A to Z Challenge: U (poisons & stories of their use)

Mustard Gas

Fast Facts:
– Also known as sulphur mustard
– An organic compound: (ClCH2CH2)2S
– Mustard gas is a cytotoxin
– Used in chemical warfare
– Garlic scent and yellow-brown colour
– Fatal in less than 1% cases
– Causes burns, suffocation and cancer
– Precursor to development of chemotherapy

Thought to have been developed in 1822, mustard gas (sulphur mustard) is a cytotoxin which means it’s toxic at a cellular level. While called a gas, it is actually an oily liquid which is dispersed via aerosol. It’s active ingredient is actually chlorine. It has a slight yellow-brown tint and a garlic smell. Exposure can occur via inhalation, ingestion or if it comes into contact with a person’s skin or eyes. While fatal in less than 1% of cases, exposure can result in burns and blisters to skin, eyes and lungs (plus a lot of other horrible symptoms). This can lead to suffocation, however victims usually die from secondary infections cause by burns. Victims who survive the initial exposure can later die from cancer.

Victims don’t usually show symptoms of poisoning until an average of 12 to 24 hours later. It can take a number of weeks for symptoms to recover. However, due to the severity of the exposure, some victims remain permanently disfigured and/or blind, suffer chronic respiratory disease. Pregnant women have increased risk of having a baby with birth defects or cancer.

The United Nations adopted the Chemical Weapons Convention in 1993 which banned mustard gas (and other chemical agents), however mustard gas has continued to be used in conflicts since then.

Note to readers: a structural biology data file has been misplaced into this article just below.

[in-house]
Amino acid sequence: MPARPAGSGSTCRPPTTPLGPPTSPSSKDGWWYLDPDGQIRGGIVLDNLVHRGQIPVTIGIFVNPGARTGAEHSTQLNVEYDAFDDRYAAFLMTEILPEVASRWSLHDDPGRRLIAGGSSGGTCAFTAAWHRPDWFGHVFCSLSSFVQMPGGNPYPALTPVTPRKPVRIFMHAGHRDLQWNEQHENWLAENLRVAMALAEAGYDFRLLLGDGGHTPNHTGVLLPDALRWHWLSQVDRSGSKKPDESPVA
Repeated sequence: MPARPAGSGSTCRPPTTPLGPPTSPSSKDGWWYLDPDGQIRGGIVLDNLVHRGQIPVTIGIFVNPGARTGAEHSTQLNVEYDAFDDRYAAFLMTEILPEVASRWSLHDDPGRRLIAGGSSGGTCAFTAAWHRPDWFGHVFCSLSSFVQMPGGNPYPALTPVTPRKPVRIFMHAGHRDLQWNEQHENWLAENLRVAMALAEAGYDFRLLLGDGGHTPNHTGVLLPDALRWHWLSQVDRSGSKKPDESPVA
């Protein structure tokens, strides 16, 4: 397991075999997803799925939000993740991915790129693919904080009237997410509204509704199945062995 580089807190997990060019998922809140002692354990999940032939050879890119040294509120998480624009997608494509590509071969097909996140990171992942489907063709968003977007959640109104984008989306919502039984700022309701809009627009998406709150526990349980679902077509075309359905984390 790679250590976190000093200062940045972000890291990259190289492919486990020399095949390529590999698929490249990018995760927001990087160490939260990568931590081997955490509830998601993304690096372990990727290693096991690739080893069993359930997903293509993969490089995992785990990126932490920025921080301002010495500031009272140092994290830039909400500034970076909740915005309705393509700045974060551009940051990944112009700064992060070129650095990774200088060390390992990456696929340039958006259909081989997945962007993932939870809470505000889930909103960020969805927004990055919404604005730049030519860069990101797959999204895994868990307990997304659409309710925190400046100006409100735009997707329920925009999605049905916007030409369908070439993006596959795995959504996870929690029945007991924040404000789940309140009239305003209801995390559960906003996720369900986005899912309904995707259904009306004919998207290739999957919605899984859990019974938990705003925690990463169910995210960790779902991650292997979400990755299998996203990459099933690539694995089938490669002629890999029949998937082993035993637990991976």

Through all the horror this chemical produces, it was the trigger for the development of modern chemotherapy thanks to the discovery in WWII that navy personnel impacted to mustard gas had toxic changes in their bone marrow.

Wince WWI, mustard gas has continued to be used:

United Kingdom against the Red Army in 1919
Spain and France against the Rifian resistance in Morocco in 1921–27
Italy in Libya in 1930
The Soviet Union in Xinjiang, Republic of China, during the Soviet Invasion of Xinjiang against the 36th Division (National Revolutionary Army) in 1934, and also in the Xinjiang War (1937) in 1936–37
Italy against Abyssinia (now Ethiopia) from 1935 to 1940
The Japanese Empire against China in 1937–1945
The 2 December 1943 air raid on Bari destroyed an Allied stockpile of mustard gas on the SS John Harvey
Egypt against North Yemen in 1963–1967
Iraq against Kurds in the town of Halabja during the Halabja chemical attack
Iraq against Iranians in 1983–1988
Possibly in Sudan against insurgents in the civil war, in 1995 and 1997
In the Iraq War, abandoned stockpiles of mustard gas shells were destroyed in the open air, and were used against Coalition forces in roadside bombs
By ISIS forces against Kurdish forces in Iraq in August 2015
By ISIS against another rebel group in the town of Mare’ in 2015
According to Syrian State media, by ISIS against Syrian Army during the battle in Deir ez-Zor in 2016